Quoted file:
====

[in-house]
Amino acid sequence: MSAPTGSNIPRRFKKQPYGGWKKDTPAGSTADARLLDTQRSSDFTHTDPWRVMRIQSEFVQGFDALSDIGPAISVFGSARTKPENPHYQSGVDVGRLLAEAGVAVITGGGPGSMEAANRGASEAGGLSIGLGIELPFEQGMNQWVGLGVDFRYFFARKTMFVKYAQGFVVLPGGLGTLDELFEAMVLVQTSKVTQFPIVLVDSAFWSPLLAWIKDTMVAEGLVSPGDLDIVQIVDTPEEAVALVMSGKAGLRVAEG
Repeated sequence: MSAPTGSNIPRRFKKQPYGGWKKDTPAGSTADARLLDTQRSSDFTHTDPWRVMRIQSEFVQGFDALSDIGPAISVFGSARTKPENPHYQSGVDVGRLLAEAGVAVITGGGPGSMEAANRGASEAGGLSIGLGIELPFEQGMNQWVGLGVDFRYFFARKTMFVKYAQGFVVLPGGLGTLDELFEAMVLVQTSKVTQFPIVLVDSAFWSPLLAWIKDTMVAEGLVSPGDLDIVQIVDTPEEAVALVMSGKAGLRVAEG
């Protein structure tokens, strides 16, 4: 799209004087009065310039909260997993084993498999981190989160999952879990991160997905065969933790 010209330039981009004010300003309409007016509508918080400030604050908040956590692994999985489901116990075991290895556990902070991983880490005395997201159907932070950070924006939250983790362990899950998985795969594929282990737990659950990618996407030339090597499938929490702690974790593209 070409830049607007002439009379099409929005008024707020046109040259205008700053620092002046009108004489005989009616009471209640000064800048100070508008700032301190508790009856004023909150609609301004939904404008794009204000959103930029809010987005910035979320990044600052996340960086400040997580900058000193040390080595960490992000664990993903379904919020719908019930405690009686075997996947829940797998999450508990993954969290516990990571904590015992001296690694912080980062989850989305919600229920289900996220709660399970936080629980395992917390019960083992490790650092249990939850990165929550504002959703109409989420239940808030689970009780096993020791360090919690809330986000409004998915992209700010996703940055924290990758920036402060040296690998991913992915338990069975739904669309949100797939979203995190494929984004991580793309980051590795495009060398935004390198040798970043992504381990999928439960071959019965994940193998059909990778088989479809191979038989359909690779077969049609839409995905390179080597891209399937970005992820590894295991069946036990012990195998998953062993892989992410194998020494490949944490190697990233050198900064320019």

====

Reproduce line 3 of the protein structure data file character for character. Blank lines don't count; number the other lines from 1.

Repeated sequence: MSAPTGSNIPRRFKKQPYGGWKKDTPAGSTADARLLDTQRSSDFTHTDPWRVMRIQSEFVQGFDALSDIGPAISVFGSARTKPENPHYQSGVDVGRLLAEAGVAVITGGGPGSMEAANRGASEAGGLSIGLGIELPFEQGMNQWVGLGVDFRYFFARKTMFVKYAQGFVVLPGGLGTLDELFEAMVLVQTSKVTQFPIVLVDSAFWSPLLAWIKDTMVAEGLVSPGDLDIVQIVDTPEEAVALVMSGKAGLRVAEG